Opinion:Smart Software is Stupid Software
In the face of ambiguity, refuse the temptation to guess.
– Tim Peters, The Zen of Python
A lot of software tries to be smart. This is a good thing, right? Well, it usually is not.
Software which tries to be smart usually takes a lot of input and makes an educated guess about some parameter. For example, a file viewer might examine the contents of a file, and based on properties decide how to display it (is it a text file or a binary file). While this seems useful, it is not. If it usually goes right, other software may rely on the behaviour, and it fails if the assumptions are wrong.
The situation might not be bad if just one software makes a guess, but a lot of guess may occur. Software may guess your location based on IP address or GPS data, and from that determine your time zone or preferred language. That choice might be wrong. Not every person living in France speaks French. A boot systems may determine all file systems on disks, and decides to boot in Windows, BSD or Linux by default. A file viewer may display a XML or base64 encoded file as text. A admin tool may parse a config file, and augment it with common default options, such as the location of a scratch file. A tool may determine the environment to determine what to do with log message (write to disk, show on screen or pipe to stderr). A package installer may probe for the best mirror site by determining the nearest mirror using round trip time, ignoring bandwidth constraints.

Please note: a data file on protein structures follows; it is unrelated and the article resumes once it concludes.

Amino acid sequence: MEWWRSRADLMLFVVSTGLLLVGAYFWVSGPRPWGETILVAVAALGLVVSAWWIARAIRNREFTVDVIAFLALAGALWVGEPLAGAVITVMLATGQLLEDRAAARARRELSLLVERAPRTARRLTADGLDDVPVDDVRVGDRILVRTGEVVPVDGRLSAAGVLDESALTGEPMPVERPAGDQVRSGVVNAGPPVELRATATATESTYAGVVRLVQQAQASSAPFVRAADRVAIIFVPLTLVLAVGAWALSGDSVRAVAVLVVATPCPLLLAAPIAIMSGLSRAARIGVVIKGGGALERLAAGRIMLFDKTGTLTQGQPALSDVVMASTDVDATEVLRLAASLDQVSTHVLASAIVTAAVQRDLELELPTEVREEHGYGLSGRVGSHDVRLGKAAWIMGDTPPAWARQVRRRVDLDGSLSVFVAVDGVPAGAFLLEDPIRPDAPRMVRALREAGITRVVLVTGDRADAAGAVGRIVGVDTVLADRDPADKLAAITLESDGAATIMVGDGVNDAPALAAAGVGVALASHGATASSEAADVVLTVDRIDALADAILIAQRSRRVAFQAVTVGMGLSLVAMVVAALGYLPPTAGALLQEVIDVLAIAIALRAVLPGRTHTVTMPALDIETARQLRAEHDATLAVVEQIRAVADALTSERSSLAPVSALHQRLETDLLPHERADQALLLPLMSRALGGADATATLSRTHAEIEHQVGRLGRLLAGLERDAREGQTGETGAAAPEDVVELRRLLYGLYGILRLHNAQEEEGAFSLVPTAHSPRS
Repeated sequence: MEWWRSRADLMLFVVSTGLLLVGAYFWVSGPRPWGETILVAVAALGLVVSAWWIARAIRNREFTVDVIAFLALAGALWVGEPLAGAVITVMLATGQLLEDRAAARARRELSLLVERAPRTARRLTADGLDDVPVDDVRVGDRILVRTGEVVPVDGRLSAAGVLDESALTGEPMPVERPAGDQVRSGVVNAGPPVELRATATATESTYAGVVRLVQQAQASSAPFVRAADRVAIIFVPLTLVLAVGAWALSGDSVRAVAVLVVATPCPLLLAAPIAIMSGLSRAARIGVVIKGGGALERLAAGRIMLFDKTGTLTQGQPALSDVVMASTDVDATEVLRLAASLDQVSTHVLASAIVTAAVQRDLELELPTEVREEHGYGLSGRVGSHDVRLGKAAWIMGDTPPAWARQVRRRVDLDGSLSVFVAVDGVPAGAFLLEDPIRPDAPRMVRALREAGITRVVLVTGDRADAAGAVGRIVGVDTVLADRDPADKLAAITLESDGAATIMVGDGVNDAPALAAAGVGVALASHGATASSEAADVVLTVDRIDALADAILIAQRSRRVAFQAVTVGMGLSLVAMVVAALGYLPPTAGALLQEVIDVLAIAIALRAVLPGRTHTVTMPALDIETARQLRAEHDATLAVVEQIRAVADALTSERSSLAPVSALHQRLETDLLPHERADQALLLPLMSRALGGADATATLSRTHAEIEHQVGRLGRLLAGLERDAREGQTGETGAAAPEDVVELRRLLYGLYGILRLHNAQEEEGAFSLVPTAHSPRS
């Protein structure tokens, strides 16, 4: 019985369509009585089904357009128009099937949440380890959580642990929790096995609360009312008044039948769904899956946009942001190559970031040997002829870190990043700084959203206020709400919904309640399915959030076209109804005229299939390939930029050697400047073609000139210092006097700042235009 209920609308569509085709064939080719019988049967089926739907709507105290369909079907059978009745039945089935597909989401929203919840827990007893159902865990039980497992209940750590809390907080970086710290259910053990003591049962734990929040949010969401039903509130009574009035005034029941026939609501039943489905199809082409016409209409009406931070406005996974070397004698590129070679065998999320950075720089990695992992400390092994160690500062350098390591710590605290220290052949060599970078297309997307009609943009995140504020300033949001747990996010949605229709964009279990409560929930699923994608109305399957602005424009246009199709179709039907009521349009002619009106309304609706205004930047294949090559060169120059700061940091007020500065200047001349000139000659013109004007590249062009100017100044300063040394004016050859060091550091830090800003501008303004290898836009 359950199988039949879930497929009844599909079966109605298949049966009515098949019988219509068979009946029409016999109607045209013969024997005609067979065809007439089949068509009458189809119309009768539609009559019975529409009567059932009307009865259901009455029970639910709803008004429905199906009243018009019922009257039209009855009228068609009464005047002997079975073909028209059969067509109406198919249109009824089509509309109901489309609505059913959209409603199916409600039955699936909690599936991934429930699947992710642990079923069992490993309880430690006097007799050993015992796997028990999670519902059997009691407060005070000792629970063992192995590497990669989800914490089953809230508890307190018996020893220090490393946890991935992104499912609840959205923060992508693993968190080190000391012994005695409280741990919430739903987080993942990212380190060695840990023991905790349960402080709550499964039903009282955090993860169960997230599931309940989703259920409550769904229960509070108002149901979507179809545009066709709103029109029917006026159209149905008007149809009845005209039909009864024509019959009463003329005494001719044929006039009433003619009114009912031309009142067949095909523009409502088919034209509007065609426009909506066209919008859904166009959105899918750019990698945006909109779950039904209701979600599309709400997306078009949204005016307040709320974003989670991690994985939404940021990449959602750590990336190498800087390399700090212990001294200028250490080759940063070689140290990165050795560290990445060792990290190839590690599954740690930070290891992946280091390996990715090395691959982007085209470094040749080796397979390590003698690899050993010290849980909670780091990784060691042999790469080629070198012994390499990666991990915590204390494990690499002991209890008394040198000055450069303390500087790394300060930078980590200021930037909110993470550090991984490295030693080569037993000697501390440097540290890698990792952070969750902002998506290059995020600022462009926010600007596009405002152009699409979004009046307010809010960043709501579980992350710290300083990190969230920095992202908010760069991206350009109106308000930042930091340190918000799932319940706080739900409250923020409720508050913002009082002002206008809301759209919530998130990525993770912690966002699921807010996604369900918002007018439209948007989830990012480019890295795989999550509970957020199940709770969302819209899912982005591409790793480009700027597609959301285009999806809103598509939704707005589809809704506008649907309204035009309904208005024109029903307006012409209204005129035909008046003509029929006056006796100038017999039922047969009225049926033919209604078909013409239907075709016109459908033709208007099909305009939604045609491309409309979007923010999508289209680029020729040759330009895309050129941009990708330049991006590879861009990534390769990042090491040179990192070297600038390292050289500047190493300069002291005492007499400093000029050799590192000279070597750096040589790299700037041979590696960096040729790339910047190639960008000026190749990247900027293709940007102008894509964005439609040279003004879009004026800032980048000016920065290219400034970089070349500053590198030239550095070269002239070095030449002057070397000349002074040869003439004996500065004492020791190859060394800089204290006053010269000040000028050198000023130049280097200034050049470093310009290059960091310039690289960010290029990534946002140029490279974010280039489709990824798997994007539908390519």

Each individual guess may not seem bad, but the problem arises when all these tools and applications start working together, and they do. A simple app on a computer involves not only the application, but also the operating system, a whole bunch of libraries, the network and computers at the other end of the network. If all these tools start guessing, the result is unpredictable.
This is not to say that every smart behaviour is wrong. Software may very well apply smart algorithms (in fact, a lot of software does so), but those algorithms must be well understood, and in case of the heuristic algorithms in the above examples, they are often not understood.
So what is the answer? Of course, we don't want to ask the user every time some input is unknown or unclear.
If the program interfaces to another program, demand strict input. If the program interfaces to the user, let the user fill in the preferences. Ask the OS for the preferred language, don't mix current location and language preferences, pick the boot system from a preference file, wait for user input (and store that result) if no choice was made. Look up the file type from whatever means is custom on the OS (file type attribute, file name extension or provided mime-type), asks the OS for the location of temporary files. log to a standard logging facility. Try mirror in a determined order, provided in a config file.
The smart part of the software comes from providing sound defaults when the user chooses the settings the first time. Not from guessing each and every time. In fact, the best programs are not smart in how they interpret the input, but smart how to deal with unusual situations. For example, how they deal with a broken network connection or deal with an OS which does not provide a given functionality.
We can make the life of a user easier by providing common functionality (such as location services, or a file type API) in the OS. Making smart guesses about these properties in each individual application is not the answer.
Computers are great in doing dull, mind-boring tasks. Humans are great in handling complexity. So let's design software on this principle, and not try to outsmart the user.